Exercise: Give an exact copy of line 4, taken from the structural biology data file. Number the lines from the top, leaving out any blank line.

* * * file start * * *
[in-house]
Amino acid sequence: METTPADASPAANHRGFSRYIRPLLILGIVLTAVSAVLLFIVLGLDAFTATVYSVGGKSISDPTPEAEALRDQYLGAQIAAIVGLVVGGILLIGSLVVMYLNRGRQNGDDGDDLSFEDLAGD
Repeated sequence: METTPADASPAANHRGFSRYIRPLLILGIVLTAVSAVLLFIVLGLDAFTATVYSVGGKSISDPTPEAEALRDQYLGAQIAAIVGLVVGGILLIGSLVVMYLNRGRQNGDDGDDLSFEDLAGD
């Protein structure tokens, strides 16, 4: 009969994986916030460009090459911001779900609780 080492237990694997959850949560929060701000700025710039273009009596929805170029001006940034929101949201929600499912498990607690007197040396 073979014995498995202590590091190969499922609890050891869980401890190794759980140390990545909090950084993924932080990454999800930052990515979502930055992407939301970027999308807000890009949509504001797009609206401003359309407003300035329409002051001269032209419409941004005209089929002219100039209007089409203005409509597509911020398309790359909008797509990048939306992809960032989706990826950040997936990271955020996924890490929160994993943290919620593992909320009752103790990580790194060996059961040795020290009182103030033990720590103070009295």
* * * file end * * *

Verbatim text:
């Protein structure tokens, strides 16, 4: 009969994986916030460009090459911001779900609780 080492237990694997959850949560929060701000700025710039273009009596929805170029001006940034929101949201929600499912498990607690007197040396 073979014995498995202590590091190969499922609890050891869980401890190794759980140390990545909090950084993924932080990454999800930052990515979502930055992407939301970027999308807000890009949509504001797009609206401003359309407003300035329409002051001269032209419409941004005209089929002219100039209007089409203005409509597509911020398309790359909008797509990048939306992809960032989706990826950040997936990271955020996924890490929160994993943290919620593992909320009752103790990580790194060996059961040795020290009182103030033990720590103070009295």